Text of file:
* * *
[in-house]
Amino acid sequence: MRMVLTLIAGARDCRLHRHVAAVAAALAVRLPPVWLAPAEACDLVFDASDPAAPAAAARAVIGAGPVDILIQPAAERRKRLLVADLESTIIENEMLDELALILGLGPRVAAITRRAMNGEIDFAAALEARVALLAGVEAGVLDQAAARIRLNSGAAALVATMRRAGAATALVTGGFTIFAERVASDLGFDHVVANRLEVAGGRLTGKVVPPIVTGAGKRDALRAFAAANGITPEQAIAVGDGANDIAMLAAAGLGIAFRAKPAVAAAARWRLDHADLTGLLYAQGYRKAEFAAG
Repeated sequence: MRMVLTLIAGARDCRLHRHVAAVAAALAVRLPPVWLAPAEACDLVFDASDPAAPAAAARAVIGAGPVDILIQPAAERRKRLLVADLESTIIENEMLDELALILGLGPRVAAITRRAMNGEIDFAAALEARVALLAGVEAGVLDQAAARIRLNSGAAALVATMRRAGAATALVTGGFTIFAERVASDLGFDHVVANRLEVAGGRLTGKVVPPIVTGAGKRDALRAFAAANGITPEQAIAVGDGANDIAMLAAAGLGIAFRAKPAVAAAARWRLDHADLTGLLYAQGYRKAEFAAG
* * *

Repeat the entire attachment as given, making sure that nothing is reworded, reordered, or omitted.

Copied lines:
[in-house]
Amino acid sequence: MRMVLTLIAGARDCRLHRHVAAVAAALAVRLPPVWLAPAEACDLVFDASDPAAPAAAARAVIGAGPVDILIQPAAERRKRLLVADLESTIIENEMLDELALILGLGPRVAAITRRAMNGEIDFAAALEARVALLAGVEAGVLDQAAARIRLNSGAAALVATMRRAGAATALVTGGFTIFAERVASDLGFDHVVANRLEVAGGRLTGKVVPPIVTGAGKRDALRAFAAANGITPEQAIAVGDGANDIAMLAAAGLGIAFRAKPAVAAAARWRLDHADLTGLLYAQGYRKAEFAAG
Repeated sequence: MRMVLTLIAGARDCRLHRHVAAVAAALAVRLPPVWLAPAEACDLVFDASDPAAPAAAARAVIGAGPVDILIQPAAERRKRLLVADLESTIIENEMLDELALILGLGPRVAAITRRAMNGEIDFAAALEARVALLAGVEAGVLDQAAARIRLNSGAAALVATMRRAGAATALVTGGFTIFAERVASDLGFDHVVANRLEVAGGRLTGKVVPPIVTGAGKRDALRAFAAANGITPEQAIAVGDGANDIAMLAAAGLGIAFRAKPAVAAAARWRLDHADLTGLLYAQGYRKAEFAAG